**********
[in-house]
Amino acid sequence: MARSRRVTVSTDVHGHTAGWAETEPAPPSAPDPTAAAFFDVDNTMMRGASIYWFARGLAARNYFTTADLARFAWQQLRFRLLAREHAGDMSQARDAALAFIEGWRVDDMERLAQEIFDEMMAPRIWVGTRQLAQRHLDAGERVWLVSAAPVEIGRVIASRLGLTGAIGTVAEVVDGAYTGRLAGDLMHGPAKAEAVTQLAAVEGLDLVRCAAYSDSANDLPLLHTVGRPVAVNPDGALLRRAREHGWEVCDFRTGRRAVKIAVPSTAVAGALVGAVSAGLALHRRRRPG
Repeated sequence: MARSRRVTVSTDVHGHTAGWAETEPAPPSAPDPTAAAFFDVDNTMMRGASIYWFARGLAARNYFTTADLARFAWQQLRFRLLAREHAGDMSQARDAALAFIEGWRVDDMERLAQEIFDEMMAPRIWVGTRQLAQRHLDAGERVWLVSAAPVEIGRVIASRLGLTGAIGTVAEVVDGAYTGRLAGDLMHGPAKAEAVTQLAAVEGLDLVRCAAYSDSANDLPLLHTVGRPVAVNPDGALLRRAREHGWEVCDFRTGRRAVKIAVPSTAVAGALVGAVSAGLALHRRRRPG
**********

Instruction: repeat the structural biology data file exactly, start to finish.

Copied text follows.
[in-house]
Amino acid sequence: MARSRRVTVSTDVHGHTAGWAETEPAPPSAPDPTAAAFFDVDNTMMRGASIYWFARGLAARNYFTTADLARFAWQQLRFRLLAREHAGDMSQARDAALAFIEGWRVDDMERLAQEIFDEMMAPRIWVGTRQLAQRHLDAGERVWLVSAAPVEIGRVIASRLGLTGAIGTVAEVVDGAYTGRLAGDLMHGPAKAEAVTQLAAVEGLDLVRCAAYSDSANDLPLLHTVGRPVAVNPDGALLRRAREHGWEVCDFRTGRRAVKIAVPSTAVAGALVGAVSAGLALHRRRRPG
Repeated sequence: MARSRRVTVSTDVHGHTAGWAETEPAPPSAPDPTAAAFFDVDNTMMRGASIYWFARGLAARNYFTTADLARFAWQQLRFRLLAREHAGDMSQARDAALAFIEGWRVDDMERLAQEIFDEMMAPRIWVGTRQLAQRHLDAGERVWLVSAAPVEIGRVIASRLGLTGAIGTVAEVVDGAYTGRLAGDLMHGPAKAEAVTQLAAVEGLDLVRCAAYSDSANDLPLLHTVGRPVAVNPDGALLRRAREHGWEVCDFRTGRRAVKIAVPSTAVAGALVGAVSAGLALHRRRRPG